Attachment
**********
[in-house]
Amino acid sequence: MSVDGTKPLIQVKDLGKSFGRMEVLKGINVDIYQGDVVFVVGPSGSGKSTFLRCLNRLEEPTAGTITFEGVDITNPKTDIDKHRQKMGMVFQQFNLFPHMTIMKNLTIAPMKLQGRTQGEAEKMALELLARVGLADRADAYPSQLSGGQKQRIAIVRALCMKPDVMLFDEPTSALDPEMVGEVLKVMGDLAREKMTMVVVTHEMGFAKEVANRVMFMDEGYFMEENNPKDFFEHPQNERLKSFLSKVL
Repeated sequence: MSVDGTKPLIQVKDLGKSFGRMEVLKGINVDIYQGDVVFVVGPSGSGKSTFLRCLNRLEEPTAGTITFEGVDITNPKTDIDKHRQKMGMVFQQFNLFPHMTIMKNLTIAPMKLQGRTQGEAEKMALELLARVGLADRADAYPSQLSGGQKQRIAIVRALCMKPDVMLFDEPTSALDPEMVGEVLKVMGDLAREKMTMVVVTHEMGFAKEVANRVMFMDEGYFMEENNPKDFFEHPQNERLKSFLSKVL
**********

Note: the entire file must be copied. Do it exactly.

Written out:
[in-house]
Amino acid sequence: MSVDGTKPLIQVKDLGKSFGRMEVLKGINVDIYQGDVVFVVGPSGSGKSTFLRCLNRLEEPTAGTITFEGVDITNPKTDIDKHRQKMGMVFQQFNLFPHMTIMKNLTIAPMKLQGRTQGEAEKMALELLARVGLADRADAYPSQLSGGQKQRIAIVRALCMKPDVMLFDEPTSALDPEMVGEVLKVMGDLAREKMTMVVVTHEMGFAKEVANRVMFMDEGYFMEENNPKDFFEHPQNERLKSFLSKVL
Repeated sequence: MSVDGTKPLIQVKDLGKSFGRMEVLKGINVDIYQGDVVFVVGPSGSGKSTFLRCLNRLEEPTAGTITFEGVDITNPKTDIDKHRQKMGMVFQQFNLFPHMTIMKNLTIAPMKLQGRTQGEAEKMALELLARVGLADRADAYPSQLSGGQKQRIAIVRALCMKPDVMLFDEPTSALDPEMVGEVLKVMGDLAREKMTMVVVTHEMGFAKEVANRVMFMDEGYFMEENNPKDFFEHPQNERLKSFLSKVL